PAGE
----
The report also ratchets up pressure on interim health chief Robert Simon, who was appointed in December and has his hands full trying to boost revenue while cutting jobs and medical services. Mr. Stroger slashed the health bureau's budget this year nearly 10%, to $745 million. Illinois lawmakers in Washington, D.C., have told Mr. Stroger he won't get additional funding until he shows progress in restructuring the health system (Crain's, May 14).

Some violations relate directly to patient care, such as a lapse in safeguards meant to ensure that patients don't take the wrong medications after they leave the hospital. Another cited staffers' failure to assess and document whether a patient is prone to falling down. (Officials from both the health bureau and joint commission declined to provide a complete list of citations.)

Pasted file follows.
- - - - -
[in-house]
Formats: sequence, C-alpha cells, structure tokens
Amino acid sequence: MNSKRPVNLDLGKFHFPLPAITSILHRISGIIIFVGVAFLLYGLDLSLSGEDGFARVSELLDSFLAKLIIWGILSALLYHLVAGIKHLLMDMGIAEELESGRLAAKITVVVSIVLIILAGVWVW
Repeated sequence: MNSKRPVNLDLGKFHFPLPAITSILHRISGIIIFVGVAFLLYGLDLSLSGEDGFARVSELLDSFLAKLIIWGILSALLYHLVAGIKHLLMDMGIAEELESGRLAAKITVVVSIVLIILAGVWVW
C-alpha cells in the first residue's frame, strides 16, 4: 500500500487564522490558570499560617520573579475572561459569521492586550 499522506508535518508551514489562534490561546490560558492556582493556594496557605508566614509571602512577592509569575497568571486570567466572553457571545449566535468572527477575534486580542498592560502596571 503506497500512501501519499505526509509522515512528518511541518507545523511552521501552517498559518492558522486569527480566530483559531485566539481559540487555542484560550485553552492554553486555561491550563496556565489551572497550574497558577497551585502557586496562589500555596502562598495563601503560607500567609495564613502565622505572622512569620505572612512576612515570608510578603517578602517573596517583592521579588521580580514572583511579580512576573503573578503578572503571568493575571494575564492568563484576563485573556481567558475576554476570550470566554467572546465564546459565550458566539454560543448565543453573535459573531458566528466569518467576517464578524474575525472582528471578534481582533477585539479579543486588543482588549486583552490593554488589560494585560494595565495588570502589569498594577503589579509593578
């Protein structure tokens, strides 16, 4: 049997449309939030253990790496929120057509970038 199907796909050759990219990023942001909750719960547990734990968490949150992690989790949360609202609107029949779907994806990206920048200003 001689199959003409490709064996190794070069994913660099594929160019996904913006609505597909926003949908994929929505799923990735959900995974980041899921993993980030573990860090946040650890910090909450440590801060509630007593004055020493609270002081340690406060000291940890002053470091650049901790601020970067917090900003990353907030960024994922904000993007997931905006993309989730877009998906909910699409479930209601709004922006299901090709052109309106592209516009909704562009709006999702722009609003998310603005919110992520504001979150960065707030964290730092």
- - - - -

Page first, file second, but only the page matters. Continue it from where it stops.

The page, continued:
Dr. Simon blames many of the problems flagged by inspectors on sagging morale among doctors and nurses, who are rankled by more than 1,000 layoffs across the health system. But he denies a slip in clinical quality, noting that key indicators, such as the number of patient deaths or complications from surgery, haven't gotten worse.

"Some employees are disgruntled," Dr. Simon says, adding that he believes staff complaints triggered the recent inspection. But he says many violations were relatively minor and doesn't believe the hospital will lose accreditation.

Poor inspection results cost the hospital its accreditation in the late 1980s, mostly because of safety issues related to the dilapidated former facility. The county regained accreditation in the early 1990s.


Officials at the hospital are scrambling to show they've fixed the problems before the commission formally decides its fate next month. Joint commission officials agreed to drop the number of citations to 16 after hospital administrators in recent weeks showed that some of the negative marks weren't warranted, says Suzanne Klein, Stroger Hospital's director of quality assurance.